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Spring 2022 Themes

SSC 200 01: MWF 1:25-2:15 p.m.

With special missions to be accomplished, students will play tabletop games such as Monopoly to explore basic social science concepts from the disciplines such as economics, psychology, and communication. What is the best strategy to win in a role-playing game like Werewolf? How can we spot a liar to win the game? Students will have opportunities to conduct social science experiments in the gameplay context. This course also provides opportunities to design, develop, and thoroughly playtest games.  

SSC 200 02: TR 3:35-4:50 p.m.

Mapping Cityscapes in Media uses the disciplines of communication, economics, and sociology to understand how the American cities have appeared in the media around us, particularly narrative film and television. Particular attention will be given to the practice of mapping these media texts, identifying their relationship to their real-life analogues, and what these relationships and representations reveal about the text’s relationship to power and reality. This focus will culminate in each student analyzing a film or TV text set in an American city and considering how that media’s production and representation of that city reinforces or challenges existing political ideologies.

SSC 200 03: MWF 9:05-9:55 a.m.; SSC 200 04: MWF 10:10-11:00 a.m.

U.S. & International Business Relations will utilize research through the social science lenses of communication, sociology, and economics. Students will examine and explore various aspects of cross-cultural interactions and the reasons behind them. In the interest of time, we will primarily concentrate on the business and social cultures of China, Japan, and the United Kingdom. We will be exploring these economic superpowers and comparing them to the United States. Students will gain an understanding of how cultural differences can aid American individuals and companies to better compete in the international business arena.

SSC 200 05: MWF 12:20-1:10 p.m.

In Media & Politics, students explore the development of news media and its influence, through “news framing,” in shaping audience choices and opinions. Students will examine the news media using perspectives from political science, communication, sociology, and journalism.

SSC 200 06: MWF 9:05-9:55 a.m.; SSC 200 07: MWF 10:10-11:00 a.m.

“There are three things you’re not supposed to discuss in polite company; religion, politics and money,” is a phrase many of us might have heard, especially as it pertains to dinnertime conversations. Have you ever asked yourself the question why? This course examines how people define and navigate “challenging conversations,” in addition to describing their outcomes through the lenses of psychology, sociology, and communication.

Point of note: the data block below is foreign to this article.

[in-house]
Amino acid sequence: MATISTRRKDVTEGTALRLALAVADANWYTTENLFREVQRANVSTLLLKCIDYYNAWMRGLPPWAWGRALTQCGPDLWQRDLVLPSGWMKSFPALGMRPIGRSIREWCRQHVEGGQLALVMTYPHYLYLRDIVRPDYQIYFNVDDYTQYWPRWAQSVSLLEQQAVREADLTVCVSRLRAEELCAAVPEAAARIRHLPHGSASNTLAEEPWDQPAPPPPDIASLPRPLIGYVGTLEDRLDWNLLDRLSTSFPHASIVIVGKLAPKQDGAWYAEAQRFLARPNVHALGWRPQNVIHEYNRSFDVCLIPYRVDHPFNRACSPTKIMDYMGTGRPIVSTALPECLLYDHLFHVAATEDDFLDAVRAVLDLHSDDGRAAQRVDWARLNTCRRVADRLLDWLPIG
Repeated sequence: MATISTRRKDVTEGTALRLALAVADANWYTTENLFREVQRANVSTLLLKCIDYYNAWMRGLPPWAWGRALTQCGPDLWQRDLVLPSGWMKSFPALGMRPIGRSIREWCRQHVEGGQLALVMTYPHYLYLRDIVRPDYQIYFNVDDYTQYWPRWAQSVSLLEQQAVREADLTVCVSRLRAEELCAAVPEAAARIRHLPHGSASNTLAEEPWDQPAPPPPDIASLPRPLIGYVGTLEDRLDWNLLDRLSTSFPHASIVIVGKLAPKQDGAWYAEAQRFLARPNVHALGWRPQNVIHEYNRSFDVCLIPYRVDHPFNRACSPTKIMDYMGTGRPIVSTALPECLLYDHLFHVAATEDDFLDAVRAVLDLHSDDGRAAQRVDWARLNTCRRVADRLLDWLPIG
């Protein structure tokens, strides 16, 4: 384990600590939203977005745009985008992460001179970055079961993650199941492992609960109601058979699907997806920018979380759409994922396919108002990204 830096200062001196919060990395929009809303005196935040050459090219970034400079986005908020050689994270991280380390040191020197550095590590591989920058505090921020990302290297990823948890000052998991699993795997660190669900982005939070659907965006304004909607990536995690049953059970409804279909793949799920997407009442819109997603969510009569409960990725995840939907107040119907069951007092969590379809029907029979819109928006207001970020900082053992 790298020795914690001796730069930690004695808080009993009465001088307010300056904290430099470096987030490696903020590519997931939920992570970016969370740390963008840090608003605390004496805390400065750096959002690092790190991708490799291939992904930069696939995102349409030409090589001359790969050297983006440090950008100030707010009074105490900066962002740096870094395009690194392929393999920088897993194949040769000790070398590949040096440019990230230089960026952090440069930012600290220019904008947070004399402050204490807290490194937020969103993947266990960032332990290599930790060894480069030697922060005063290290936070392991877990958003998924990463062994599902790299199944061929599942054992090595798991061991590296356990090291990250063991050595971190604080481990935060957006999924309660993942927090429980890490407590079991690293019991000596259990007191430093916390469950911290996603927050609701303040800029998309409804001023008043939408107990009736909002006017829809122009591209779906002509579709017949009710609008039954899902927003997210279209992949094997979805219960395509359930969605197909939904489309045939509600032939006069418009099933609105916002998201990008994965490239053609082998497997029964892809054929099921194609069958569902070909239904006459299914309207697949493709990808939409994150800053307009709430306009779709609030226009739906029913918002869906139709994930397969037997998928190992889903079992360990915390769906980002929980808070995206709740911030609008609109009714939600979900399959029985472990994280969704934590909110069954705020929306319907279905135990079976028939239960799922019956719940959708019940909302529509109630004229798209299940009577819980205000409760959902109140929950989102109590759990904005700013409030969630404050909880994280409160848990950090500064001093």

SSC 200 08: MWF 11:15 a.m.-12:05 p.m.; SSC 200 09: MWF 1:25-2:15 p.m.

Media, Money and Politics will study the dynamics and issues involved in choosing candidates for elective office. Voter interaction with the news media and candidates, as well as the economic factors driving all of their messages, will be major ingredients of examination using perspectives from communication, economics, and political science.

SSC 200 10: TR 9:30-10:45 a.m.; SSC 200 11: TR 11:00 a.m.-12:15 p.m.

This course invites students into a contemporary discussion of an issue affecting a significant portion of the world’s population. Drawing upon research in sociology, criminal justice, and communication, this course will define gender violence; explore the reasons it occurs; examine its impact on individual, community, societal, and global levels; and analyze current strategies being used to respond to and end gender violence in the United States.

SSC 200 12: TR 12:30-1:45 p.m.

Perhaps because of the way cybercriminals are portrayed in the mass media, we think hackers wear hoodies and write computer programs that allow them to circumvent network security.  It turns out that in more than 90% of all breaches, hackers simply trick end users into providing them their username, password and other account information.  In the realm of cybersecurity, tricking people into providing information is called social engineering. The purpose of this course is to examine how social engineering works, the principles of human behavior that make us susceptible to social engineering, and a discussion of how you can avoid becoming a victim of a social engineering exploit.

SSC 200 21: MWF 10:10-11:00 a.m.

This course explores the difference between laws as written and laws in practice to illustrate the role judicial decision making has on society. Using political science, sociology and behavioral economics, we will discuss how behavior in society is shaped by law, how judicial behavior and judicial decision-making impacts legal outcomes, and how judicial outcomes may differ based on race, gender and socioeconomic status. Specific topics may include drug policy, prostitution, gambling, white collar crime and the death penalty.

SSC 200 22: MWF 10:10-11:00 a.m.; SSC 200 23: Online (does not meet)

Since the United States dropped two atomic bombs on Japan in 1945, nuclear technology, whether for weapons or energy has remained highly controversial. Despite a number of international regimes to control the spread of nuclear weapons and stringent inspections by international bodies, nuclear crises continue to occur. While some countries are disavowing clean-burning nuclear power others are in the midst of building a nuclear arsenal. This course will explore social science research on the politics, economics, and psychology of nuclear technology. Asking questions like why do we continue to use nuclear energy after disasters like Chernobyl and Fukushima? And why do countries want nuclear weapons when nuclear war would most certainly wipe out human civilization?